Thursday, June 23, 2022

Cryptozoology Anthology

In my I Watched Them Eat Me Alive review, I reminisced about being a kid and watching wacky horror movies that starred nature as the dastardly villain. On any weekend, you could find me glued to TBS or USA Network watching films like Day of the Animals (1977), Grizzly (1976), Empire of the Ants (1977), and Piranha (1978). These movies were so much fun because they put me into a realm of real-world horror. There was a slim possibility that I could meet my end facing a hockey-masked killer at a campsite. But, my own backyard had ants, bees, bear, and leaping squirrels that could easily bring my demise under extreme circumstances. 

Thanks to Robert Deis and Wyatt Doyle, the concept of man versus nature is explored within the confines of the literary world. Like their prior volumes, Weasels Ripped My Flesh, the aforementioned I Watched Them Eat Me Alive, and Maneaters, these two literary scholars have been scouring the pages of vintage pulps and men's adventure magazines (MAMs for short) for strange and mysterious creature stories. Combining their efforts with David Coleman (Ancient Lake, The Bigfoot Filmography), the trio edited Cryptozoology Anthology, a 2015 publication by New Texture. It contains a total of 13 stories culled from the pages of True Weird, Men, Sir!, and Man's World among others. The book also contains two informative, introductory articles about creatures in various pop-culture trends and media.

The whole collection is highly recommended, with these stories in particular as solid standouts:

“MacDonald's Nightmare Safari”

This was originally published in Man's Conquest, August 1959 and it's one of those stories supposedly written by the main character to convey his harrowing, real-life encounter to the reader. In this case, the protagonist and author is Jim MacDonald, a former WW2 engineer that theorizes where a motherlode of diamonds is located in the Mato Grosso jungles of Brazil. To obtain it, he'll need to travel through tribes of head-hungry Indians known as the Morcegos. With the help of an enemy (you read that right) and a sexy babe, Jim finds the diamonds and the truth behind the Morcegos' worship of a strange white beast referred to as The Guardian. The story begins and ends with a furious shootout, and is laced with the traditional escapism these stories are known for. This one will be memorable for a variety of reasons.

“The Man from Another Age”

Like the above story, Mike Flint is listed as the author and the protagonist in this story that appeared in Man's Illustrated, November 1958. The creature at hand is the Abominable Snowman, also known as the Yeti, one of the most popular creatures to appear in pop-culture. Flint and other adventurers form a hunting expedition on Mt. Everest. The story, at about 20 pages in length, documents Flint's struggle with the harsh elements. But, my favorite aspect of the story is Flint's interactions with a beloved character named Billy, a young man hoping to finally overcome his fears after years of living in cowardice. Essentially, it's Billy's story, who arguably could be “The Man from Another Age” instead of the dangerous creature. Again, escapism laced with danger, high-adventure, and terror makes this story a real standout.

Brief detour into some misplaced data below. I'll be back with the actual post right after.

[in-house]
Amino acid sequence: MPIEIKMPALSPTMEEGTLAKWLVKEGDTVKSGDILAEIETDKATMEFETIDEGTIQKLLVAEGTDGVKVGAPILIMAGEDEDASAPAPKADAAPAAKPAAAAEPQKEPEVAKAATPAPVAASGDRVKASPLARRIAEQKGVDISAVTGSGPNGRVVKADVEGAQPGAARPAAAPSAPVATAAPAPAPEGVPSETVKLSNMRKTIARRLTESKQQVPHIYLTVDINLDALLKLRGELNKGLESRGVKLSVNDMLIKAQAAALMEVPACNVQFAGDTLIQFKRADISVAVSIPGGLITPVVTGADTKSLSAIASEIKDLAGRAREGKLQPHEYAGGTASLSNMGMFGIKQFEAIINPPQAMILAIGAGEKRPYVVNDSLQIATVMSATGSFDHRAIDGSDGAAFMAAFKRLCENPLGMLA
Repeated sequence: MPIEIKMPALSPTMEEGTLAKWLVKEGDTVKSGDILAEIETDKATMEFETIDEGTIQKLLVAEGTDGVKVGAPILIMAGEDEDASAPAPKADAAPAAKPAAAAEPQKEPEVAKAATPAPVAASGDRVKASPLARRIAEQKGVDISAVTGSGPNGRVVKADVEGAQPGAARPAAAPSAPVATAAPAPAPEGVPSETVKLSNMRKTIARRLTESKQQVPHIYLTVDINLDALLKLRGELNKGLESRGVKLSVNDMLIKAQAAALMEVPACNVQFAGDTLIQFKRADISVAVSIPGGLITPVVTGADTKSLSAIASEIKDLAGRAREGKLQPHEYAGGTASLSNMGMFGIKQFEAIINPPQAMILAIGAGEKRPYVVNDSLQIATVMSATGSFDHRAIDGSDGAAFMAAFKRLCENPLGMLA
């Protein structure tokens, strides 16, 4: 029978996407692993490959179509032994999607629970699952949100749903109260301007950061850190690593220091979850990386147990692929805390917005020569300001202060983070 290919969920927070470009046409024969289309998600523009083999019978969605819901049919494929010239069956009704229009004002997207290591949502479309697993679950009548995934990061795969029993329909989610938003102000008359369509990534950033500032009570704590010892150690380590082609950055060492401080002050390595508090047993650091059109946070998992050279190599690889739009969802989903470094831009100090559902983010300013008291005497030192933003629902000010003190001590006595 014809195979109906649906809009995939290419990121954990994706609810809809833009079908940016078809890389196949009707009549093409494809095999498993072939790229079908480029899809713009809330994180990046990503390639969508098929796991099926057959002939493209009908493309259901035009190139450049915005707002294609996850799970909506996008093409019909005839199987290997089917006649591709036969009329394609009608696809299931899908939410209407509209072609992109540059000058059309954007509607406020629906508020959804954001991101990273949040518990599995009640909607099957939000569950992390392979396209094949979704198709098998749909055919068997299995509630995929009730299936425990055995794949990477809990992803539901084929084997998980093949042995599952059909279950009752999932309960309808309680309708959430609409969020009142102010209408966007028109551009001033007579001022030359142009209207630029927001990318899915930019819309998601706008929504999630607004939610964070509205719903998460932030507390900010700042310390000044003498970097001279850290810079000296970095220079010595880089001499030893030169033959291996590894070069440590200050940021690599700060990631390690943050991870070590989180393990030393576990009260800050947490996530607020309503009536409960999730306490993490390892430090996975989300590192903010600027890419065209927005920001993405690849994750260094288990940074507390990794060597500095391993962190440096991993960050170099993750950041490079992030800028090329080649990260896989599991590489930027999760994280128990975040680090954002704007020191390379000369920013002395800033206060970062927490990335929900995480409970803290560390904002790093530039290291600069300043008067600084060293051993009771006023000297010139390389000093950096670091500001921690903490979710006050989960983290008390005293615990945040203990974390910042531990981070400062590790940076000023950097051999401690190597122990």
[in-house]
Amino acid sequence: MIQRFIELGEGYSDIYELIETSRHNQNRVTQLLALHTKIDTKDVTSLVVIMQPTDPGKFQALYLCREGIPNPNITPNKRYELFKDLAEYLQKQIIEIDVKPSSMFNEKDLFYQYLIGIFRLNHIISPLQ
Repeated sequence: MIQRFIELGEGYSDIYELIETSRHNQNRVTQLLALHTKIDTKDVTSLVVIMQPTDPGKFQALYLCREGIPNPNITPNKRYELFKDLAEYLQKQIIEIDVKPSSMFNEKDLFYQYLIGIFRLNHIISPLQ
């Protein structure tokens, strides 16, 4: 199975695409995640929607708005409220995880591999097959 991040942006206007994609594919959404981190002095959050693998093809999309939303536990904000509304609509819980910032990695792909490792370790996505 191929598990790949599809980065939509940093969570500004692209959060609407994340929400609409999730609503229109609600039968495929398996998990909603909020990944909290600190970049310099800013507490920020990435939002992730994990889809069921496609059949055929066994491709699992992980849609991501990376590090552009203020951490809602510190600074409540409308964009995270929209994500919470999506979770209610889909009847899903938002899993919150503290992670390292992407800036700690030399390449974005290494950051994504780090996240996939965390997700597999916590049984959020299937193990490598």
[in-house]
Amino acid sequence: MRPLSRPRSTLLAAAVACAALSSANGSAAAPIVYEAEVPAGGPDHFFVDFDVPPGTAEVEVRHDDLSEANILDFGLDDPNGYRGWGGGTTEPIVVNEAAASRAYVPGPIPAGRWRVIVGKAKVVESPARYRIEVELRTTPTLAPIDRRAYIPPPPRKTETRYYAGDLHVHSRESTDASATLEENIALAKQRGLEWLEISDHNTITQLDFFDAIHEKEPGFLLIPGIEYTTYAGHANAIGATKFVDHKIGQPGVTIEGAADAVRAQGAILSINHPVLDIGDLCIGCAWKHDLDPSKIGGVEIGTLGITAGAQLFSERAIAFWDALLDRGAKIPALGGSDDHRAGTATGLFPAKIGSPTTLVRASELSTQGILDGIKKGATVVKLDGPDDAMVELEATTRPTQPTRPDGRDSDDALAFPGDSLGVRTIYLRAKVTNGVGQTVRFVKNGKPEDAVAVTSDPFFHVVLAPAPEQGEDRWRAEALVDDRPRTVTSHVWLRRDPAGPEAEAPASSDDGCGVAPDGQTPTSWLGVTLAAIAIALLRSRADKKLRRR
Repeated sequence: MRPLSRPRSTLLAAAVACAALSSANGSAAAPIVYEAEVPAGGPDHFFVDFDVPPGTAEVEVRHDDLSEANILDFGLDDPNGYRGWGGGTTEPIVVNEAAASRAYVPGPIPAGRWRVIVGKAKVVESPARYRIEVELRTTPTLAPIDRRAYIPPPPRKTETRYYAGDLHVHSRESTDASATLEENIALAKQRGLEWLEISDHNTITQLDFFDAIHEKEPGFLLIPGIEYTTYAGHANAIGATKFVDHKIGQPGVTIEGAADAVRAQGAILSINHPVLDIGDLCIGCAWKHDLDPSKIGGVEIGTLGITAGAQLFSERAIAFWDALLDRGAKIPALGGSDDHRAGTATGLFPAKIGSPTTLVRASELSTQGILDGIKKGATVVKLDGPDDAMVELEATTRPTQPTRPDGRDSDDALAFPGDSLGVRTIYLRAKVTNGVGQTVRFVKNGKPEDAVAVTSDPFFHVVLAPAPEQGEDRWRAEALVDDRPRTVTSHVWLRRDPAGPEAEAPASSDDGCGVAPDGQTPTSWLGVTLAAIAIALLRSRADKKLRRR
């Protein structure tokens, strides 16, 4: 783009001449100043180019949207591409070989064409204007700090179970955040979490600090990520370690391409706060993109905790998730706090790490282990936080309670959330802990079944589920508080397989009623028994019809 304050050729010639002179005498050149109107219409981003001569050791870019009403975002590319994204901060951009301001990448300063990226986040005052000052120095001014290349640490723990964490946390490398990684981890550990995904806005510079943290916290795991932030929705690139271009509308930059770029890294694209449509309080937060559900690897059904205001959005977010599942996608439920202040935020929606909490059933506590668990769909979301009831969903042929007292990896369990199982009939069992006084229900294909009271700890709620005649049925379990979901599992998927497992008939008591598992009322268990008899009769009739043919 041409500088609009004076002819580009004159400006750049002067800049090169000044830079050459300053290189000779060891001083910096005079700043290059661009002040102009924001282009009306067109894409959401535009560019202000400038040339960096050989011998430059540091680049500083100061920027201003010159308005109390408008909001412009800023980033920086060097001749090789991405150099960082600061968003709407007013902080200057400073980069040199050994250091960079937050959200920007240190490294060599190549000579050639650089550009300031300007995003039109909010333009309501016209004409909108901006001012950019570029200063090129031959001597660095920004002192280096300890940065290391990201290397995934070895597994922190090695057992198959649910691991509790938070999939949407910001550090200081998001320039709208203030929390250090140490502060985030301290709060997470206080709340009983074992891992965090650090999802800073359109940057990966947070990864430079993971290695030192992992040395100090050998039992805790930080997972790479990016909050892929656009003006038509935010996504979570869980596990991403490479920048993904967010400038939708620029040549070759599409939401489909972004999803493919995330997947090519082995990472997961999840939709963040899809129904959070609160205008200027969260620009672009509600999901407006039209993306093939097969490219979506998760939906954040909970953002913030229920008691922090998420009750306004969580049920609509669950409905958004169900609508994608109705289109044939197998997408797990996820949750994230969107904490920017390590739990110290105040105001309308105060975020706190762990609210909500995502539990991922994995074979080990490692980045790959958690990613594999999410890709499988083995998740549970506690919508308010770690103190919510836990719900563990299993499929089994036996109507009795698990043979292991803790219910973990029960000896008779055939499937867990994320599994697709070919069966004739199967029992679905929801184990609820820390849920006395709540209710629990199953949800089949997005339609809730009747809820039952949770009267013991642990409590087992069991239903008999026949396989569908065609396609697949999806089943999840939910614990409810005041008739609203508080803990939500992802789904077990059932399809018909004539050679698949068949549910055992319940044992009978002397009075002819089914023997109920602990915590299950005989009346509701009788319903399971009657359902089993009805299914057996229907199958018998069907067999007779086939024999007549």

“Monster Bird That Carries Off Human Beings!”

With a title like that, how could it not be a riot? I've always liked Jack Pearl's writing, and we've covered several of his books and even devoted a podcast episode to his work. He mostly authored crime-fiction, military-fiction, and biographies. But, he dipped into the Cryptozoology stories in the MAMs, including this wild “non-fiction” article in Saga, May 1963. Pearl describes “real-life” events where humans have been snatched by giant birds, often referred to as Thunderbirds in ancient civilizations. These are crazy, sometimes terrifying stories of man versus nature gone wild. Pearl points out that early American pioneers like Jim Bridger and Daniel Boone have written accounts they've experienced with giant birds. It is far-fetched, unbelievable shock-writing, but it is just so much fun to read. It's a testament to an era of imagination and curiosity. Much like many of the stories featured in this anthology.

These stories all feature wild animals and creatures wreaking havoc on mankind. There's tales of dinosaurs in jungles, sea-monsters terrorizing ships, and more Yeti, Sasquatch, and Bigfoot stories. They are all enjoyable, fast-paced, exciting action-adventure yarns surely to please fans. The artwork on the magazine covers and inner-pages is included in glorious full-color, including artists like John Pike, Jack Dumas, Gil Cohen, Mort Kunstler, and Norm Eastman just to name a few. As a bonus, there's even a hidden story buried inside the book. When searching for it, just be careful where you place your fingers. You never know what hairy, horrific creature you're liable to touch! 

Buy a copy of the book HERE.


  1. Hey, thanks for that nice review of our CRYPTOZOOLOGY ANTHOLOGY! It's one of my faves in the Men's Adventure Library series I co-edit with Wyatt Doyle. In the case of that one, we also enlisted David Coleman as a co-editor. He's a true monster lore maven, who also co-edited the BIGFOOT FILMOGRAPHY, a book I highly recommend to anyone who likes the CRYPTOZOOLOGY ANTHOLOGY.

  2. I might just have to add this one to my shopping list.